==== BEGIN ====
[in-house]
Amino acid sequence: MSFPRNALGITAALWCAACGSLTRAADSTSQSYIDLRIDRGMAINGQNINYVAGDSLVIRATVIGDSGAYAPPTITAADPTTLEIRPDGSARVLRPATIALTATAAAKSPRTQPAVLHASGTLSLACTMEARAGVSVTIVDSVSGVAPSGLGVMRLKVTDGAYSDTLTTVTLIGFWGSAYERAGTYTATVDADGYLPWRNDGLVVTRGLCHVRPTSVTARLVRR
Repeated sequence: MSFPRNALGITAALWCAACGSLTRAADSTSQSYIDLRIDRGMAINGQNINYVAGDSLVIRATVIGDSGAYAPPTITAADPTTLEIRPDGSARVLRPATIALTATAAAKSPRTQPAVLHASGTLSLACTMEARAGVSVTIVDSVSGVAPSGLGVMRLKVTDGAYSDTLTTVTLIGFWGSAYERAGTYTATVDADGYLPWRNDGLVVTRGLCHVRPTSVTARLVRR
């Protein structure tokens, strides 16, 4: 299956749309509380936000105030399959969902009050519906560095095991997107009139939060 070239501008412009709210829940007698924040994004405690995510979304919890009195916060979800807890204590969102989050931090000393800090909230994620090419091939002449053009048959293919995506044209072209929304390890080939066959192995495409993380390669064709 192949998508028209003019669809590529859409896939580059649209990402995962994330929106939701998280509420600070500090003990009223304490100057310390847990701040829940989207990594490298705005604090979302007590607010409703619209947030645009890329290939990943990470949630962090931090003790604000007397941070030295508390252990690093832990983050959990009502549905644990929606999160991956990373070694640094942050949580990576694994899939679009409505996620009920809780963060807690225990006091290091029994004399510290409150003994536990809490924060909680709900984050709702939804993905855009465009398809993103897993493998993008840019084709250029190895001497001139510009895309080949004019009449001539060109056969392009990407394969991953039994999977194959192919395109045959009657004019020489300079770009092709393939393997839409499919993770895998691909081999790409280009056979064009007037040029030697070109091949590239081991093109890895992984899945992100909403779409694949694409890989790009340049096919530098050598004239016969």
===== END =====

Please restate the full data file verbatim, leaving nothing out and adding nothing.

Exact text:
[in-house]
Amino acid sequence: MSFPRNALGITAALWCAACGSLTRAADSTSQSYIDLRIDRGMAINGQNINYVAGDSLVIRATVIGDSGAYAPPTITAADPTTLEIRPDGSARVLRPATIALTATAAAKSPRTQPAVLHASGTLSLACTMEARAGVSVTIVDSVSGVAPSGLGVMRLKVTDGAYSDTLTTVTLIGFWGSAYERAGTYTATVDADGYLPWRNDGLVVTRGLCHVRPTSVTARLVRR
Repeated sequence: MSFPRNALGITAALWCAACGSLTRAADSTSQSYIDLRIDRGMAINGQNINYVAGDSLVIRATVIGDSGAYAPPTITAADPTTLEIRPDGSARVLRPATIALTATAAAKSPRTQPAVLHASGTLSLACTMEARAGVSVTIVDSVSGVAPSGLGVMRLKVTDGAYSDTLTTVTLIGFWGSAYERAGTYTATVDADGYLPWRNDGLVVTRGLCHVRPTSVTARLVRR
């Protein structure tokens, strides 16, 4: 299956749309509380936000105030399959969902009050519906560095095991997107009139939060 070239501008412009709210829940007698924040994004405690995510979304919890009195916060979800807890204590969102989050931090000393800090909230994620090419091939002449053009048959293919995506044209072209929304390890080939066959192995495409993380390669064709 192949998508028209003019669809590529859409896939580059649209990402995962994330929106939701998280509420600070500090003990009223304490100057310390847990701040829940989207990594490298705005604090979302007590607010409703619209947030645009890329290939990943990470949630962090931090003790604000007397941070030295508390252990690093832990983050959990009502549905644990929606999160991956990373070694640094942050949580990576694994899939679009409505996620009920809780963060807690225990006091290091029994004399510290409150003994536990809490924060909680709900984050709702939804993905855009465009398809993103897993493998993008840019084709250029190895001497001139510009895309080949004019009449001539060109056969392009990407394969991953039994999977194959192919395109045959009657004019020489300079770009092709393939393997839409499919993770895998691909081999790409280009056979064009007037040029030697070109091949590239081991093109890895992984899945992100909403779409694949694409890989790009340049096919530098050598004239016969």